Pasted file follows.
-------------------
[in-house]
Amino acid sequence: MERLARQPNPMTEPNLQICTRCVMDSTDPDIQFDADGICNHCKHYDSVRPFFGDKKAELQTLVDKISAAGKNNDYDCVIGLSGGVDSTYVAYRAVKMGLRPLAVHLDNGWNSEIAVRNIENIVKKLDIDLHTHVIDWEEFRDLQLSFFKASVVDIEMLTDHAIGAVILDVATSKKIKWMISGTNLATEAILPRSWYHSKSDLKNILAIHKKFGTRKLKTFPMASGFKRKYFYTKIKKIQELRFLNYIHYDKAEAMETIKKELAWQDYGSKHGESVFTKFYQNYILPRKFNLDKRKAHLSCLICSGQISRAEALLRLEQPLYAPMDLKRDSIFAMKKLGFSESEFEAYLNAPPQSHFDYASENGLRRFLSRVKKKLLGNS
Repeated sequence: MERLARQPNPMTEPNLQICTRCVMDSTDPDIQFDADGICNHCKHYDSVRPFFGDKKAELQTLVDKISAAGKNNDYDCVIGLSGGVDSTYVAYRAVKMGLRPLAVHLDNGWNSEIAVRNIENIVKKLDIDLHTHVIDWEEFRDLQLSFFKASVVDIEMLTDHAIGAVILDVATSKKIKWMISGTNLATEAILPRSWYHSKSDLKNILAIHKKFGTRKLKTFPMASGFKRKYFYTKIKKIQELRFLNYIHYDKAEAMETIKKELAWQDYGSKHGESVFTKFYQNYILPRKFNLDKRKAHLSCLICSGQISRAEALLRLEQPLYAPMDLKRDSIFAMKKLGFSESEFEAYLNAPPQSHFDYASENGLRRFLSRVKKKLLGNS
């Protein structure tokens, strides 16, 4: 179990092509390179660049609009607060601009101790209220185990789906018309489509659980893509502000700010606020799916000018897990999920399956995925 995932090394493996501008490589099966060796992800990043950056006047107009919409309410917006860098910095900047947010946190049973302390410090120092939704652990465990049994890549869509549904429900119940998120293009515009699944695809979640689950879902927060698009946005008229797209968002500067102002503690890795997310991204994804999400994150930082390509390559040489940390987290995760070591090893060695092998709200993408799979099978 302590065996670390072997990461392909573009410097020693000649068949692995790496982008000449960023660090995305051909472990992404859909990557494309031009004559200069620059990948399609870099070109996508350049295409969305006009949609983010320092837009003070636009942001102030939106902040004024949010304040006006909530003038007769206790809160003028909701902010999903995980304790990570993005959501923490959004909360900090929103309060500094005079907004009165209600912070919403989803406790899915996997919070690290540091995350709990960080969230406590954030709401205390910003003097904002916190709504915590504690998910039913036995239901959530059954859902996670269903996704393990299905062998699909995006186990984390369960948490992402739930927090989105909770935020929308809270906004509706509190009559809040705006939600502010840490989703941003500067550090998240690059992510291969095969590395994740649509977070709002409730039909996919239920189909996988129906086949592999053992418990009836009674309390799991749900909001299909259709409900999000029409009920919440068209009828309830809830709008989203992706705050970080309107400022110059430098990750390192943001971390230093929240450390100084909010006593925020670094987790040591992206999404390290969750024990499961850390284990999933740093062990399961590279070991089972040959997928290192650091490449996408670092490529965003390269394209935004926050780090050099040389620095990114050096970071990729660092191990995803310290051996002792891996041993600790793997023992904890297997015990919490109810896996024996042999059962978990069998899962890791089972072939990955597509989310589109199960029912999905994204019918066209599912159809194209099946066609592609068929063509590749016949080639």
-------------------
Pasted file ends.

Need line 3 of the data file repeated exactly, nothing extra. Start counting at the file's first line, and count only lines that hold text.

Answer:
Repeated sequence: MERLARQPNPMTEPNLQICTRCVMDSTDPDIQFDADGICNHCKHYDSVRPFFGDKKAELQTLVDKISAAGKNNDYDCVIGLSGGVDSTYVAYRAVKMGLRPLAVHLDNGWNSEIAVRNIENIVKKLDIDLHTHVIDWEEFRDLQLSFFKASVVDIEMLTDHAIGAVILDVATSKKIKWMISGTNLATEAILPRSWYHSKSDLKNILAIHKKFGTRKLKTFPMASGFKRKYFYTKIKKIQELRFLNYIHYDKAEAMETIKKELAWQDYGSKHGESVFTKFYQNYILPRKFNLDKRKAHLSCLICSGQISRAEALLRLEQPLYAPMDLKRDSIFAMKKLGFSESEFEAYLNAPPQSHFDYASENGLRRFLSRVKKKLLGNS